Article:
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T-Bar Rows - Back Exercise Guide with Photos

Muscles Targeted: T-bar rows are one of the most important exercises to include in your workout to target the large muscles of your back, specifically the latissimus dorsi (lats). At the same time, it also hits your teres major and biceps brachii.

t-bar rows exercise guide photos

Exercise Instructions: Grab a barbell and position yourself in an area where you have an adequate amount of room. Straddle the barbell and grab it with both hands, one above the other (you can also attach a V-bar onto the barbell). Bend forward at the waist so that your chest is leaning forward over your feet. Keep your knees slightly bent (a bit more bent than they are with one-arm rows) and your feet just beyond shoulder width apart. Start with your arms fully extended, allowing the barbell to hang at about mid-shin level. Next, lift or "row" the barbell up and close to your stomach. Return the barbell back down to the starting position and repeat for the desired amount of reps. Be sure to keep your head up and shoulders back throughout this exercise in order to keep your back in a firm and stable position throughout the movement.

Why This Exercise is Important: If you want to achieve the classic V-taper look with a wide back and narrow waist, then T-bar rows is the exercise that can help you. It will improve your posture and help prevent back injuries. It not only works your back muscles, but also provides lower body and core muscle stimulation.

Most people avoid this exercise because its uncomfortable and awkward. Unlike machines designed to simulate the action of a barbell row, a two arm row requires the back to stabilize on its own. There are no supports, braces or platforms that you can use. Along with this, your lower body muscles are placed under tension and appear to pull the focus away from your lats.

While using machines can isolate the movement directly on the lats, the end results are subpar because the back muscles works as a cohesive unit. The lats, rhomboids, and erectors are all components integrated to work in tandem. Thus, when you perform isolated exercises, other back muscles barely come into play. When that happens, your back becomes shallow. That is, viewed from the front, you may have a decent back, but when you turn to your side or back, you will find inadequate development. So if you want a dense and muscular back, you have to work all of the muscles as a unit with the right types of exercises.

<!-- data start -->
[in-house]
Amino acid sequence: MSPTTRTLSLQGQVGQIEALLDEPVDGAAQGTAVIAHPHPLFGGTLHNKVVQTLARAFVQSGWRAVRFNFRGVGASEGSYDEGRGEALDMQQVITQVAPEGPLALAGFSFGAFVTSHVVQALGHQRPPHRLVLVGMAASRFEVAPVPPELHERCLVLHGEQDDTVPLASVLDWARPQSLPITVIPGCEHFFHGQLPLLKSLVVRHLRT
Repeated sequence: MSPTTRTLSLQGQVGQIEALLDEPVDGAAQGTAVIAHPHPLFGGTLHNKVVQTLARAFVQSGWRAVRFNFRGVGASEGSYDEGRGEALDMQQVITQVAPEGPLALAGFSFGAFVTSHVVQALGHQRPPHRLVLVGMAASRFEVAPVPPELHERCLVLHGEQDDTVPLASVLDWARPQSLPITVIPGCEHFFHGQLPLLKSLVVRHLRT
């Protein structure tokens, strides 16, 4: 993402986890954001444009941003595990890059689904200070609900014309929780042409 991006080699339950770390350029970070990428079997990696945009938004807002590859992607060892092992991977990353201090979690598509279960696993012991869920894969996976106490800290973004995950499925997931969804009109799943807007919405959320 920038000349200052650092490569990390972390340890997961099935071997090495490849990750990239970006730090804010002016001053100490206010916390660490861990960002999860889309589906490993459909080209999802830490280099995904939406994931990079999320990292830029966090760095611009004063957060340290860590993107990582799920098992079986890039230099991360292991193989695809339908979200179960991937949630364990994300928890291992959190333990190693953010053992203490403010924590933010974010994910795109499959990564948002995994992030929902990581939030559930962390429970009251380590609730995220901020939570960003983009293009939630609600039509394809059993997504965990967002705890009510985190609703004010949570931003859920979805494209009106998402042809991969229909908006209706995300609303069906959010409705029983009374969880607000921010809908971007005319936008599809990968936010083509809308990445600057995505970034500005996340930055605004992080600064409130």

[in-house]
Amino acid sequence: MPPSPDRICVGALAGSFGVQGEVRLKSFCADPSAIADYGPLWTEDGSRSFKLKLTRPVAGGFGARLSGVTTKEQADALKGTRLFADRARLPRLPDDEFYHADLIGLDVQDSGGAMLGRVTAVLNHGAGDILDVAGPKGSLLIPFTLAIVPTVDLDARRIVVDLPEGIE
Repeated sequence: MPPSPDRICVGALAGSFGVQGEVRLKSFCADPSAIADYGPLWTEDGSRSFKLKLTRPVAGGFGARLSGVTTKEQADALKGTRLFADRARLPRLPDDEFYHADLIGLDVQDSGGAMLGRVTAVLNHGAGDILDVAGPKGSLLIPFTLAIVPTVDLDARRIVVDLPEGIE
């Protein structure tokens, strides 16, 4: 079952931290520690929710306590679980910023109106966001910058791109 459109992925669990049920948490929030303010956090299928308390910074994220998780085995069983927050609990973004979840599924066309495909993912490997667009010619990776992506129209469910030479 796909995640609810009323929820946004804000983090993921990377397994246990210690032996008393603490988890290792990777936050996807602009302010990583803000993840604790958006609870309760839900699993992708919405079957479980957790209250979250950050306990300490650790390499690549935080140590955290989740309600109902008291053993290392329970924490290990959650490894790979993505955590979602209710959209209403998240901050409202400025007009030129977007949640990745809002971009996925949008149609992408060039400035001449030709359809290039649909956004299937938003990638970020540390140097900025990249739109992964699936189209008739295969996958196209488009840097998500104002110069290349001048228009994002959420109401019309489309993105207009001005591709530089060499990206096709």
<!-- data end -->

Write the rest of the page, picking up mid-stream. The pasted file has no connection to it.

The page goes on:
Things To Avoid: Pick a weight that is challenging enough for you to complete a set but not too heavy that you lose your balance or too light that you breeze through the movement. Tighten your abs and hold your body upright. Shrug your shoulders back while keeping proper posture. Bend down and pick up the barbell with both hands and start the set.

Posture is extremely important when performing T-bar rows. Keep your back straight as you perform the exercise. If you allow it to become rounded, the forces acting on the base of your spine increase dramatically and you may end up injuring yourself. Do not collapse your shoulders as you do the exercise. Flex your arms and raise your elbows until they touch your body. Pause at the top of the movement, then slowly lower the barbell back down. Do not jerk your arms or hurry through the set. Do not use momentum to pull the weight up.

Reps and Sets: Quality is more important than quantity when doing T-bar rows. For beginners, do at least 8-10 reps for 2-3 sets. Do not worry if you cannot complete the set at first. Check the weight to determine whether you are trying to lift too much and adjust the weight accordingly. Advanced trainees should shoot for 4-5 sets of 6-8 reps.

Other Exercises To Use: For a well-rounded workout routine for your back, do some barbell deadlifts and pull-ups along with seated cable rows. The back is a large muscle group so you need to put in more work if you want to fully develop it. View our extensive database of exercise guides for a comprehensive list of exercises that target the back.

 

 

 

 



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